Why is freeing up land an issue?
The proposals to unlock hitherto-untouchable land parcels have run into criticism from its drafting days.
Buffer zones of mangroves, mudflats and creeks were designated as No Development Zones in the 1991 plan, but the authorities have earmarked 2,100 hectares of such land for affordable housing.
The logic: these zones were not supposed to be locked away forever. Another 330 hectares of saltpan lands will be diverted from the Mumbai Port Trust’s reserves.
The Aarey Colony remains a green zone, but 300 acres has been set aside for a Metro Rail car shed, a second zoo and the rehabilitation of tribal. Besides, 14.96 sq. km. of virgin land (mangroves) has been included as Natural Areas, which will be left untouched.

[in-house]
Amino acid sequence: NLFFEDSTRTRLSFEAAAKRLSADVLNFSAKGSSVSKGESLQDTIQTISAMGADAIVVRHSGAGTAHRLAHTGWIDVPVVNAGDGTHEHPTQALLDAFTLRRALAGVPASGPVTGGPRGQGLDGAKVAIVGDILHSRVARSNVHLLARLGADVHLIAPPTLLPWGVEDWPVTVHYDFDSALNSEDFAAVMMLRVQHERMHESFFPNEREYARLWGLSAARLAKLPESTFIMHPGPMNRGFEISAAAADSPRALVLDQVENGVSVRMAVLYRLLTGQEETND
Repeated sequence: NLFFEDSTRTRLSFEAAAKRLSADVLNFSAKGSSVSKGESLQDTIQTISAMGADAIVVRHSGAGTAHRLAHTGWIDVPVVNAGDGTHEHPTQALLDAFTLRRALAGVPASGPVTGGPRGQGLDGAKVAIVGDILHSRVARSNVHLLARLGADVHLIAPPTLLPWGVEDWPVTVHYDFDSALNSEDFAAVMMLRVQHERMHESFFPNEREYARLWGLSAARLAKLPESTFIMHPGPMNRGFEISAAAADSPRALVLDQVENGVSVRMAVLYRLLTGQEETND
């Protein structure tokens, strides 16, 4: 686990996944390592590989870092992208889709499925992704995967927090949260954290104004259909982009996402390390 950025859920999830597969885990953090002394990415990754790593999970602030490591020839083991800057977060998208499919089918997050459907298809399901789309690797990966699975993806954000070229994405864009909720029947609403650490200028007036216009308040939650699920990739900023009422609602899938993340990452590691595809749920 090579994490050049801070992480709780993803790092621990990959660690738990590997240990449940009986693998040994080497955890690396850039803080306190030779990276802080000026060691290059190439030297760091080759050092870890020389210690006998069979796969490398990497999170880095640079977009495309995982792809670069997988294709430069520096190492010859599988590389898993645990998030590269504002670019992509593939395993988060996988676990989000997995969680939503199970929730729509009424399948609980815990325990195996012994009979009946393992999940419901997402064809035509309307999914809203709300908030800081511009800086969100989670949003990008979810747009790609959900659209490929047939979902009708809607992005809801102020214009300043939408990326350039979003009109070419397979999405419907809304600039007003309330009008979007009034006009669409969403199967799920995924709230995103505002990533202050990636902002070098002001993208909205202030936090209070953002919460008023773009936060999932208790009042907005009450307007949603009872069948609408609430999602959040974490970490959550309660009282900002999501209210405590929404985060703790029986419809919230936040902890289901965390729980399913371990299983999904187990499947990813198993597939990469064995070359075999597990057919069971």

Will it ease civic woes?
Despite Mumbai’s huge population, the total area under housing is just about 22% and the city’s planners want to make that 50%.
The area reserved per capita for open spaces, educational institutions and offices will increase, but is still woefully short of international norms.
In order to add to the existing open spaces, a 300-acre garden will be developed on reclaimed land at Cuffe Parade on the lines of New York’s Central Park. Another such garden will be developed by the Mumbai Port Trust at Sewree.